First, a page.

Each room had a double bed, a sofa bed and a pull out bed. The first of these was made up on arrival (and re-made daily) but the others were stripped, with fresh bedding available in the rooms. This came in handy in the evenings since our room was cold and it meant I could have not one but two quilts on my bed as we were an under-occupied room. The facilities in the rooms were basic and similar to those in American motels. TVs with poor reception for 5 terrestrial channels also boasted several pay-per-view channels including those of an adult nature. A hospitality tray included tea, coffee and milk but no hot chocolate or biscuits. Storage space was open, not portioned off with a door or curtain, and included both shelving and rails. The bathrooms were clean but showing signs of wear. The baths included extremely-hard-to-operate showers, and towels were provided for just 2 occupants though more were available from reception. We also had a heated towel rail of note only because the sole in-room information provided was a leaflet justifying why rooms and facilities are on the basic side in the form of questions and answers such as why dont you provide hairdryers in rooms? etc, and one of these was why do you NOT provide heated towel rails? with the answer being because theyre dangerous and can burn you so it was quite bizarre that we had one of them in our bathroom after all.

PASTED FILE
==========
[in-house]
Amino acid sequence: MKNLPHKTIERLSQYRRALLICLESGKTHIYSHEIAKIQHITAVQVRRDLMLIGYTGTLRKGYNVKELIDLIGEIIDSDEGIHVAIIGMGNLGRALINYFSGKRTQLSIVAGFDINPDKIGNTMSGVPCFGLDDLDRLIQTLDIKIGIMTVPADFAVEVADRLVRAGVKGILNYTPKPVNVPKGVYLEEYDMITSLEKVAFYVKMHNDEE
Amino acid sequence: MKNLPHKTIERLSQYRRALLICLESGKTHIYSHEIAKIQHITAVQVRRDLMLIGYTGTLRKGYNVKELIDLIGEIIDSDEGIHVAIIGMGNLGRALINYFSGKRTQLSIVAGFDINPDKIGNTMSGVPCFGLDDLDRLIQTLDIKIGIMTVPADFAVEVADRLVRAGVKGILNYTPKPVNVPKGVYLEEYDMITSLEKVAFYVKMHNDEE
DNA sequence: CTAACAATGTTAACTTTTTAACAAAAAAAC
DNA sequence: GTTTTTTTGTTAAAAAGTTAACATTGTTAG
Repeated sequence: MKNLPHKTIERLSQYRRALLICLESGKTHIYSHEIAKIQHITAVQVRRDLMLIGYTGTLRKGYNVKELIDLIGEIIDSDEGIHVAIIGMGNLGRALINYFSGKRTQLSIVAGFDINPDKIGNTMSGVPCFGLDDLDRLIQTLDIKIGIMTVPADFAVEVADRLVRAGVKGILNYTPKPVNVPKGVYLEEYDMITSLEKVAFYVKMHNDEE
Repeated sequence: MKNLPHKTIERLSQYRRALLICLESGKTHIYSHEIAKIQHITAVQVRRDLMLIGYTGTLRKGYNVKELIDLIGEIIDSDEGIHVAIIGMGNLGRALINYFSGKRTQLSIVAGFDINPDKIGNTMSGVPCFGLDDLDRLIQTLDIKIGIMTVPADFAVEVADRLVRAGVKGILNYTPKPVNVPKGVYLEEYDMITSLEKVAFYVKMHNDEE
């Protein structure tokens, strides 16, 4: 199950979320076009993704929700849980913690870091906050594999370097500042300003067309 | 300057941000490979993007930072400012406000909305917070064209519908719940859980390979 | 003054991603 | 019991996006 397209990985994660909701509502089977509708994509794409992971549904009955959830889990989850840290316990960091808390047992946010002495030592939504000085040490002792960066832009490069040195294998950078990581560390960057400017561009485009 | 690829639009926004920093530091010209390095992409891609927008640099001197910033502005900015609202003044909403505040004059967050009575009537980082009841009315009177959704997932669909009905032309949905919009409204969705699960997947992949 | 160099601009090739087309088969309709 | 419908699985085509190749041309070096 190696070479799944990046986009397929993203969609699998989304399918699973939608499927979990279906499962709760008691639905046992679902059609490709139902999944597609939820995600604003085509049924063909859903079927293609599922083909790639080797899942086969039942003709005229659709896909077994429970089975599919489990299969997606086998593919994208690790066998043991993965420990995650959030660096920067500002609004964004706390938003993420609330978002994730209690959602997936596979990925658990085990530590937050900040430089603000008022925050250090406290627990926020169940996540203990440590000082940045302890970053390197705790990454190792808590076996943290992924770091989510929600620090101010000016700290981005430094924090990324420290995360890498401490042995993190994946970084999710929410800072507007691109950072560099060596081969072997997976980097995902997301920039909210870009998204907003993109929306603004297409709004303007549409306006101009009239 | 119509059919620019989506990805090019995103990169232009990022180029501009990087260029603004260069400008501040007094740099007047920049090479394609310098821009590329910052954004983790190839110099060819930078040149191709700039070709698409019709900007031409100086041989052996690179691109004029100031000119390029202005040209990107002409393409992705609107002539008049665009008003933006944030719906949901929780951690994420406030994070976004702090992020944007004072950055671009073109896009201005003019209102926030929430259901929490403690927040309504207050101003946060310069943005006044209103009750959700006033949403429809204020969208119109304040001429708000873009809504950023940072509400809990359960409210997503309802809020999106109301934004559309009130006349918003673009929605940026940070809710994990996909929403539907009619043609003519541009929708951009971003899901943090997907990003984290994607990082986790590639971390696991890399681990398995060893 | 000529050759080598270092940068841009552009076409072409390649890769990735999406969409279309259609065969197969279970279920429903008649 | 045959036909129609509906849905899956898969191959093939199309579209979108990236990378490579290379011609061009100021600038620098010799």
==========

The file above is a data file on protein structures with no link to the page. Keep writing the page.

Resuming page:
The motel did not have conference rooms or a bar or a café of any kind. It offered a breakfast bag for £4 which included the bare essentials a croissant, cereal and fruit juice which would be delivered to your room at an appropriate time. A much better option would seem to be to eat out, but this is a Travelodge on a motorway, not a hotel in a city centre. Its about 3 miles from the centre of Stirling where you can find shops, restaurants and several large supermarket and there is very little within walking distance of the hotel other than those businesses co-located at the service station namely a Burger King, a self-service café, a small newsagents style shop and a local tourist info / souvenir shop complex.